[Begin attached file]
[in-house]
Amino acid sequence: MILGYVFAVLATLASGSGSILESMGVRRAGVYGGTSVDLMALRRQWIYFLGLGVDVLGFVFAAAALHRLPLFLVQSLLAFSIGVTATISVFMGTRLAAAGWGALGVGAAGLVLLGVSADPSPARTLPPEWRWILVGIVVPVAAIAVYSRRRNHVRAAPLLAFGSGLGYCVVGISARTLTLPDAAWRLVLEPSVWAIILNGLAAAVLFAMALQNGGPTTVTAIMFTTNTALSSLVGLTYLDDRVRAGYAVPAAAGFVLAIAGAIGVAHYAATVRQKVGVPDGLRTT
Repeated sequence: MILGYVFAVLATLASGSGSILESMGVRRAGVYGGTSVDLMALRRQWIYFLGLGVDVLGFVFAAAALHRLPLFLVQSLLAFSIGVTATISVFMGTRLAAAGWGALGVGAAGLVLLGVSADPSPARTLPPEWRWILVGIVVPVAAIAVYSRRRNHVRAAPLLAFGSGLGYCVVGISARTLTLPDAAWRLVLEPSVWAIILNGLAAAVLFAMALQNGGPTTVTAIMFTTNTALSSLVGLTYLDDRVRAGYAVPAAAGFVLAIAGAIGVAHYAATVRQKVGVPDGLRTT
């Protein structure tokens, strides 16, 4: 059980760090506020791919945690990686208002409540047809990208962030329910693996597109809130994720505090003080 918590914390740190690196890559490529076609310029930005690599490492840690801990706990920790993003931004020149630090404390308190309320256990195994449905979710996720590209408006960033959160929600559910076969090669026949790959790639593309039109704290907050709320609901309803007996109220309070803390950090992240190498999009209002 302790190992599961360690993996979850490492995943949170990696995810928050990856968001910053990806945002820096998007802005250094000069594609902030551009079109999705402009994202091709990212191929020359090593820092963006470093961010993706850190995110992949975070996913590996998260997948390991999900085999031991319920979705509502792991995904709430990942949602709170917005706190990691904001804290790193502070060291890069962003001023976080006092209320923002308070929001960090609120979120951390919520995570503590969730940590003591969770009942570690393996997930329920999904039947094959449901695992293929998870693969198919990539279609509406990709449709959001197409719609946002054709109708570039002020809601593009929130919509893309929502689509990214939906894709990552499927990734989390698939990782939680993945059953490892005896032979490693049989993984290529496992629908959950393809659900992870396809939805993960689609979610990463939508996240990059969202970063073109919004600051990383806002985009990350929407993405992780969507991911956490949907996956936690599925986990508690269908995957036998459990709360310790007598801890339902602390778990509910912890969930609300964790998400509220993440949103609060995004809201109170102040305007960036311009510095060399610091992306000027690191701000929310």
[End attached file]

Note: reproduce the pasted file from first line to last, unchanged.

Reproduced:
[in-house]
Amino acid sequence: MILGYVFAVLATLASGSGSILESMGVRRAGVYGGTSVDLMALRRQWIYFLGLGVDVLGFVFAAAALHRLPLFLVQSLLAFSIGVTATISVFMGTRLAAAGWGALGVGAAGLVLLGVSADPSPARTLPPEWRWILVGIVVPVAAIAVYSRRRNHVRAAPLLAFGSGLGYCVVGISARTLTLPDAAWRLVLEPSVWAIILNGLAAAVLFAMALQNGGPTTVTAIMFTTNTALSSLVGLTYLDDRVRAGYAVPAAAGFVLAIAGAIGVAHYAATVRQKVGVPDGLRTT
Repeated sequence: MILGYVFAVLATLASGSGSILESMGVRRAGVYGGTSVDLMALRRQWIYFLGLGVDVLGFVFAAAALHRLPLFLVQSLLAFSIGVTATISVFMGTRLAAAGWGALGVGAAGLVLLGVSADPSPARTLPPEWRWILVGIVVPVAAIAVYSRRRNHVRAAPLLAFGSGLGYCVVGISARTLTLPDAAWRLVLEPSVWAIILNGLAAAVLFAMALQNGGPTTVTAIMFTTNTALSSLVGLTYLDDRVRAGYAVPAAAGFVLAIAGAIGVAHYAATVRQKVGVPDGLRTT
């Protein structure tokens, strides 16, 4: 059980760090506020791919945690990686208002409540047809990208962030329910693996597109809130994720505090003080 918590914390740190690196890559490529076609310029930005690599490492840690801990706990920790993003931004020149630090404390308190309320256990195994449905979710996720590209408006960033959160929600559910076969090669026949790959790639593309039109704290907050709320609901309803007996109220309070803390950090992240190498999009209002 302790190992599961360690993996979850490492995943949170990696995810928050990856968001910053990806945002820096998007802005250094000069594609902030551009079109999705402009994202091709990212191929020359090593820092963006470093961010993706850190995110992949975070996913590996998260997948390991999900085999031991319920979705509502792991995904709430990942949602709170917005706190990691904001804290790193502070060291890069962003001023976080006092209320923002308070929001960090609120979120951390919520995570503590969730940590003591969770009942570690393996997930329920999904039947094959449901695992293929998870693969198919990539279609509406990709449709959001197409719609946002054709109708570039002020809601593009929130919509893309929502689509990214939906894709990552499927990734989390698939990782939680993945059953490892005896032979490693049989993984290529496992629908959950393809659900992870396809939805993960689609979610990463939508996240990059969202970063073109919004600051990383806002985009990350929407993405992780969507991911956490949907996956936690599925986990508690269908995957036998459990709360310790007598801890339902602390778990509910912890969930609300964790998400509220993440949103609060995004809201109170102040305007960036311009510095060399610091992306000027690191701000929310």